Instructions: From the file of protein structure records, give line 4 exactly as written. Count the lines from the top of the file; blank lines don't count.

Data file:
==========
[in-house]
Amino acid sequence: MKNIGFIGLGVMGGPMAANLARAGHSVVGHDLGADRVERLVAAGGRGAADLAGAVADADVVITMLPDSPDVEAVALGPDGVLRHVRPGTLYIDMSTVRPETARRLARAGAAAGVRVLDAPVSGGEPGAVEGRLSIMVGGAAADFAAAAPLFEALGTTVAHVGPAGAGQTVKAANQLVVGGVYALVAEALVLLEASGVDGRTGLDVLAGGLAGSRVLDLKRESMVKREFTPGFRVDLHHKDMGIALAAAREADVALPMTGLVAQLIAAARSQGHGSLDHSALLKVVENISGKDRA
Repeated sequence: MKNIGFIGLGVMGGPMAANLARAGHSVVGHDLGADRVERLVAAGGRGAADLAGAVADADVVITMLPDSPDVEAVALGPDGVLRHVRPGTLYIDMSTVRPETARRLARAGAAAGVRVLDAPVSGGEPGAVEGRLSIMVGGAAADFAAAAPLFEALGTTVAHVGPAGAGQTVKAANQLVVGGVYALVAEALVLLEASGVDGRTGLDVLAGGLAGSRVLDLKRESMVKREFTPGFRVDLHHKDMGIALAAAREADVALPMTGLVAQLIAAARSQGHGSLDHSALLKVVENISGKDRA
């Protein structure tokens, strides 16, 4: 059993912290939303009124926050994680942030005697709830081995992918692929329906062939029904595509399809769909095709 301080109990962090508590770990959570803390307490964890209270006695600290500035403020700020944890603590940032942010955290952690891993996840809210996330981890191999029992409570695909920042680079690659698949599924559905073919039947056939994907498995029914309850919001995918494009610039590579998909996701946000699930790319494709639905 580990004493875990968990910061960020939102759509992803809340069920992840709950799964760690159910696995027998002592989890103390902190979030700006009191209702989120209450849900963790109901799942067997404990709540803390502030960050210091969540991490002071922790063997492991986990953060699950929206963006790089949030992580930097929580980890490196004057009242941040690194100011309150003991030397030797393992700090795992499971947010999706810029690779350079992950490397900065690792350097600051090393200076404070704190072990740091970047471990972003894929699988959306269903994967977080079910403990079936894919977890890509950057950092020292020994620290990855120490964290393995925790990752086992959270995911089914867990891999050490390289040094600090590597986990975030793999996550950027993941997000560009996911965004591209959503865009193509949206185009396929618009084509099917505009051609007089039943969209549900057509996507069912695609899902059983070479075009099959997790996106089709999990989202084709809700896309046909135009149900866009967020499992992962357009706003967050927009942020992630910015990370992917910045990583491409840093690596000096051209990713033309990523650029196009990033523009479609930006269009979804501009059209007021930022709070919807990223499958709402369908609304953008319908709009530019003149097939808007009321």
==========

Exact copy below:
């Protein structure tokens, strides 16, 4: 059993912290939303009124926050994680942030005697709830081995992918692929329906062939029904595509399809769909095709 301080109990962090508590770990959570803390307490964890209270006695600290500035403020700020944890603590940032942010955290952690891993996840809210996330981890191999029992409570695909920042680079690659698949599924559905073919039947056939994907498995029914309850919001995918494009610039590579998909996701946000699930790319494709639905 580990004493875990968990910061960020939102759509992803809340069920992840709950799964760690159910696995027998002592989890103390902190979030700006009191209702989120209450849900963790109901799942067997404990709540803390502030960050210091969540991490002071922790063997492991986990953060699950929206963006790089949030992580930097929580980890490196004057009242941040690194100011309150003991030397030797393992700090795992499971947010999706810029690779350079992950490397900065690792350097600051090393200076404070704190072990740091970047471990972003894929699988959306269903994967977080079910403990079936894919977890890509950057950092020292020994620290990855120490964290393995925790990752086992959270995911089914867990891999050490390289040094600090590597986990975030793999996550950027993941997000560009996911965004591209959503865009193509949206185009396929618009084509099917505009051609007089039943969209549900057509996507069912695609899902059983070479075009099959997790996106089709999990989202084709809700896309046909135009149900866009967020499992992962357009706003967050927009942020992630910015990370992917910045990583491409840093690596000096051209990713033309990523650029196009990033523009479609930006269009979804501009059209007021930022709070919807990223499958709402369908609304953008319908709009530019003149097939808007009321």